This week’s photos were submitted by Oregon State University of and Washington State University. They write:
“The left image shows a close up of a potato plant. The leaf, petiole, and stem are visible, showing insect damage, where only the petiole remains. The image at second left shows early production of potatoes; hills are visible and are utilized to provide maximum growth of tubers and limit greening. The second to the right image is a close up of the flowers, which can be shades of pink, white and purple. The right image is a close up of a potato tuber showing an axillary bud from which root branches will grow, underneath this is the leaf scar, where the scale-like leaf has worn away. Together the axillary bud and the leaf scar form the eye of the potato.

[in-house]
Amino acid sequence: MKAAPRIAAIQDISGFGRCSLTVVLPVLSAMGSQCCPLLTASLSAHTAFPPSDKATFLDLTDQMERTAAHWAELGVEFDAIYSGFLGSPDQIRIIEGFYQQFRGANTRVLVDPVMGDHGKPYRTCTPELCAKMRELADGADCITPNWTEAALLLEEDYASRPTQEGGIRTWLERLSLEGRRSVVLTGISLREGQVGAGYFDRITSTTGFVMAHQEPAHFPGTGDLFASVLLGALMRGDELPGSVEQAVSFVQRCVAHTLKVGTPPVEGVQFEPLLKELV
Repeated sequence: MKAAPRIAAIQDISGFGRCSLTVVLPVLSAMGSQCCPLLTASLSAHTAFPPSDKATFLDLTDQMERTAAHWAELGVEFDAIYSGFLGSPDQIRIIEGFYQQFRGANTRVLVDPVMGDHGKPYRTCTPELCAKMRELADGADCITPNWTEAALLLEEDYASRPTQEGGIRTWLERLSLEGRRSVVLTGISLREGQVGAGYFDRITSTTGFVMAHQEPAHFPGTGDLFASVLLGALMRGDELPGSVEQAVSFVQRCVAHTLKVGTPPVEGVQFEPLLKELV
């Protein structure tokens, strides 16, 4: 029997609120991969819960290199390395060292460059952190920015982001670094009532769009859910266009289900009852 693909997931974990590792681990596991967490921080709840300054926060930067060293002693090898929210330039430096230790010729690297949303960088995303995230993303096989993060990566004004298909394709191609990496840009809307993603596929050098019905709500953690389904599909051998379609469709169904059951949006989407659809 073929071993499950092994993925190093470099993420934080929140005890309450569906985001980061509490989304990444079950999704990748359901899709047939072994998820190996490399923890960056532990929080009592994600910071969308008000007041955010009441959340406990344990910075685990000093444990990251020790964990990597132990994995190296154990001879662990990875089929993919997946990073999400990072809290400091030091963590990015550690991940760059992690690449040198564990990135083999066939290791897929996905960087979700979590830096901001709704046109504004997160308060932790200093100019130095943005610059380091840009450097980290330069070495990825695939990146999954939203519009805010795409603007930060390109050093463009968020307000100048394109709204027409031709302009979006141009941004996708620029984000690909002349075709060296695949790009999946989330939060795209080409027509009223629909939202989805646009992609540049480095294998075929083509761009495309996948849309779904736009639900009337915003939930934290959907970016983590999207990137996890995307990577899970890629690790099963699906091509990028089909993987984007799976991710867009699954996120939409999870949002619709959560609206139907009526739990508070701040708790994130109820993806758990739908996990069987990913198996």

“Potatoes are a palatable cattle feed in areas where cull potatoes are available. Reasons for culling include insufficient size, color, shape, or disease. They can be ensiled in horizontal silos in combination with hay or straw. Feeding is often mechanized because of their bulky nature. They should be fed as a partial replacement of cereal grains. Potatoes are an excellent source of energy, being similar to barley. On a dry basis potatoes contain 70 percent non-structural carbohydrate, while barley contains 60 percent.”
There are just some of the feedstuffs photos featured in the Animal Science Image Gallery. Visit the gallery to view more photos or submit your own.